• Stillwater in reply to Stillwater says:

        But the state wouldn’t be refunding my district the money. It’d simply be giving my district the money. Unless the state collects funds from individual school districts.

        That’s like concluding that if owe you ten bucks, and Ted owes me ten bucks, I haven’t paid you when Ted gives you ten bucks, no?Report

      • Kazzy in reply to Stillwater says:

        Not at all.

        I pay MWCSD $X+300. MWCSD keeps all this.

        The state gives me $300.

        What is the relationship here between the state and MWCSD?Report

      • Stillwater in reply to Stillwater says:

        Presumably, the relationship is that your school district saved the state $X/Ytaxpayer=$300/taxpayer.

        As yet, you haven’t given me a reason to deny the presumption.Report

      • Kazzy in reply to Stillwater says:


        How did the school district save the state money? The district kept its tax levy down. That means it collected less money from taxpayers.Report

      • Stillwater in reply to Stillwater says:


        Why don’t you do a bit of research into how this refund came about and see if that resolves your worries? Maybe you’re onto something and you can blow the lid off a major scandal. Maybe it’s just run of the mill stuff you don’t understand.Report

      • dragonfrog in reply to Stillwater says:

        I much suspect it’s a way for the state to improperly interfere with local politics, by making county/city governments fear the wrath of constituents who not only are upset about paying higher property taxes, but now will complain about how their neighbour over the county line got a $300 check, and they didn’t. They may not be reimbursing the local governments in any way.Report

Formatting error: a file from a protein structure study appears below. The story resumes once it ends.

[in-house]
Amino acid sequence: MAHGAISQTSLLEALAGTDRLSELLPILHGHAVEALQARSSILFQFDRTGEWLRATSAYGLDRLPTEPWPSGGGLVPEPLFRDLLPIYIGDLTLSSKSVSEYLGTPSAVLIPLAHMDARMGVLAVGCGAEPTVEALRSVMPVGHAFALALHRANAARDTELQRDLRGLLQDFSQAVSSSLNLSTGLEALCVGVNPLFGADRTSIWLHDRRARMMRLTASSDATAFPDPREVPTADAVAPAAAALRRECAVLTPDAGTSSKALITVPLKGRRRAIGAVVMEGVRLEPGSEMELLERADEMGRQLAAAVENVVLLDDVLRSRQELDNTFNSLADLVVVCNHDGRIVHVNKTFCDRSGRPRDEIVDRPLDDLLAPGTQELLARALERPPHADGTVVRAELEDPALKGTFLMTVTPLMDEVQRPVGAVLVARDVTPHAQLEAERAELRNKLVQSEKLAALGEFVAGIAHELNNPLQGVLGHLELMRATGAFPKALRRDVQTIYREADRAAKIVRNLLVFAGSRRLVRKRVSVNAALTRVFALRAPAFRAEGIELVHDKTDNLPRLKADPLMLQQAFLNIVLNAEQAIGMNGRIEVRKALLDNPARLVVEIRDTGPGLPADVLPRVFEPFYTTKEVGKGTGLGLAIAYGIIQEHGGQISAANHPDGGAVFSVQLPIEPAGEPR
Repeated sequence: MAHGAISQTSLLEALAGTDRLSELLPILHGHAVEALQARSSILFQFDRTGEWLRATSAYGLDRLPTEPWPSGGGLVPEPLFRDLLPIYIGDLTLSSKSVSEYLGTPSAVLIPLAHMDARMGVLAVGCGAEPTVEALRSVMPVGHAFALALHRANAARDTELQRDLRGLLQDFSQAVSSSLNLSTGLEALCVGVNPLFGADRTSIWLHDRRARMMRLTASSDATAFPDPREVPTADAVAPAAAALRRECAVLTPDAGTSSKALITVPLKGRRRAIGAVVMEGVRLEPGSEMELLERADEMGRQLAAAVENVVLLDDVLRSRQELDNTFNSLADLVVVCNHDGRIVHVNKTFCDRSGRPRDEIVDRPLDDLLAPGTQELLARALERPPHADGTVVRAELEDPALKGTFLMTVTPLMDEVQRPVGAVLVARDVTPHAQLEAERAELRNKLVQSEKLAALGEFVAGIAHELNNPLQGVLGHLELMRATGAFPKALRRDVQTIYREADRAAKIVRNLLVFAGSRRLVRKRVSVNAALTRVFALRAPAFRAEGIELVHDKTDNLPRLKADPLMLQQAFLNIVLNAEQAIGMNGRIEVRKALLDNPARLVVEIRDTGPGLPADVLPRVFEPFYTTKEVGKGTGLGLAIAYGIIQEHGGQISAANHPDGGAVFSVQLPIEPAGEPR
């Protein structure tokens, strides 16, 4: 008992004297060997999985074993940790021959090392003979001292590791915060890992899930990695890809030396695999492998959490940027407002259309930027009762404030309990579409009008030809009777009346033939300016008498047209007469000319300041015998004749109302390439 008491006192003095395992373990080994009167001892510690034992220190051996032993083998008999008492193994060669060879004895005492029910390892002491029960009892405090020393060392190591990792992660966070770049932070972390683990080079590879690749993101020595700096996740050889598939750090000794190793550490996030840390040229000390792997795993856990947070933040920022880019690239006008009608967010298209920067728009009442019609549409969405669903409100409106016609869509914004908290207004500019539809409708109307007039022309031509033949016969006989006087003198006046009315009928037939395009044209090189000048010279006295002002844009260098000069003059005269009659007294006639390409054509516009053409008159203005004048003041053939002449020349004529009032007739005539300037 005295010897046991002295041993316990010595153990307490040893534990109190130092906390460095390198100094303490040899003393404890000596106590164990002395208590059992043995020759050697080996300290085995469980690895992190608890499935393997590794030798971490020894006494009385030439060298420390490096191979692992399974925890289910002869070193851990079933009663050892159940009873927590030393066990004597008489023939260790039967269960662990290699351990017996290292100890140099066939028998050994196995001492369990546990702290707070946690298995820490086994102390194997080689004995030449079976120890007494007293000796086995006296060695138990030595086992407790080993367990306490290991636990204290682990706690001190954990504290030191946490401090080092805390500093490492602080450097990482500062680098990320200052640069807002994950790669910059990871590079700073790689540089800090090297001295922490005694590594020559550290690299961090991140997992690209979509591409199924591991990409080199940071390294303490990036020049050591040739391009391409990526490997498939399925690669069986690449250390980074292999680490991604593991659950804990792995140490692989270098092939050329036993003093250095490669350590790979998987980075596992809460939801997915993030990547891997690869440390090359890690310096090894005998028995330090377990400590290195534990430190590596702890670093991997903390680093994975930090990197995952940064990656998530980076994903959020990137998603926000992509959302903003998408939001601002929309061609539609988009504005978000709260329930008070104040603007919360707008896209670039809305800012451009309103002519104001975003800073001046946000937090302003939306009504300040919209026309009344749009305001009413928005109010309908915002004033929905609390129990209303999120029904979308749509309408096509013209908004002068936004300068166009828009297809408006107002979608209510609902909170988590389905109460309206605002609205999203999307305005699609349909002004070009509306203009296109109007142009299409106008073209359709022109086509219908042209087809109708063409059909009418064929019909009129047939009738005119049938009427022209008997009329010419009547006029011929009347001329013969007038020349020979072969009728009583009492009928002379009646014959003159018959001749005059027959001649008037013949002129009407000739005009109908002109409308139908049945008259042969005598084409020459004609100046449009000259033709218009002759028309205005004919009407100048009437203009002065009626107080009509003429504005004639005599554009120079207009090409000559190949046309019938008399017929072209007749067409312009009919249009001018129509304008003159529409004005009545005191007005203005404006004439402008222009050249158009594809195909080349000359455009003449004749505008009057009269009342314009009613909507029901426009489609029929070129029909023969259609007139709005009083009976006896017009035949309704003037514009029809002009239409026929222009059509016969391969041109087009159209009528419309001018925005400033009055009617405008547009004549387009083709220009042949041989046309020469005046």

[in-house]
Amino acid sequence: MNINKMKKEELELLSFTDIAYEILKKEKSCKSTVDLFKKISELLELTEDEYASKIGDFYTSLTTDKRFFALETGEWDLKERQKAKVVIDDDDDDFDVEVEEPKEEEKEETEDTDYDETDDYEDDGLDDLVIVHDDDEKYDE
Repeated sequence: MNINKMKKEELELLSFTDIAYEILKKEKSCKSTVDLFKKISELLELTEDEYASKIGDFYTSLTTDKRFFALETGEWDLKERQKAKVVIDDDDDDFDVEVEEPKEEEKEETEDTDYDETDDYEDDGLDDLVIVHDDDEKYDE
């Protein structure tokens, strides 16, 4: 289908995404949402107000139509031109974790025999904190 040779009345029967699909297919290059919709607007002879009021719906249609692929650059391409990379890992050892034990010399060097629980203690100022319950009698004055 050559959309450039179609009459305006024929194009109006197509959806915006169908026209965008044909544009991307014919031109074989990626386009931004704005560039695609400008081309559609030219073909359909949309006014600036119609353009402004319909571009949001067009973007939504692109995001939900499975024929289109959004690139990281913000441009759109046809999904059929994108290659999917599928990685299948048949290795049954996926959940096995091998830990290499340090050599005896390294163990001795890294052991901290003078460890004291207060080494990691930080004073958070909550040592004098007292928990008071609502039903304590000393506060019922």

10. Mike Schilling says:

    On the other, am I not a man? Is my wife not a woman?

    If you bleed us, are you not pricks?Report

  11. Kazzy says:

    Check this out, @stillwater … http://nypost.com/2014/03/21/andrew-cuomos-confused-property-tax-cut/

    Key quotes:

    “[Governor Andrew] Cuomo has, indeed, slapped a cap on local property-tax levies — a real accomplishment. But his budget wouldn’t actually “cut” them. Instead, it would shift a little more of the local tax burden to the state tax base — in the long run promoting more growth in local spending and taxes.”
    That last bit seems a bit speculative, but it does indeed seem to be the case that the state is taking on costs previously covered at the municipal/district level (and paid for by homeowners within that municipality/district).

    “The premise behind what Cuomo calls a tax “freeze” is that temporary rebates would give taxpayers an incentive to lean on local governments to reform themselves.”

    “So in the name of “cutting” property taxes, Cuomo actually would spend $1.4 billion to subsidize them…”

    Putting this all together…

    Property and school taxes (which I’ll just refer to as property taxes from here on out for simplicity sake) were deemed too high by residents. Cuomo wanted to address the issue… or at least be perceived as addressing the issue. As such, he put in place a convoluted system that *encouraged* (but did not require) municipalities and districts to keep tax increases low or nonexistent. He did this by further incentivizing taxpayers to support lower/nonexistent tax increases AND empowering them by requiring tax increases over a certain limit to require support at the ballot box by a supermajority of voters.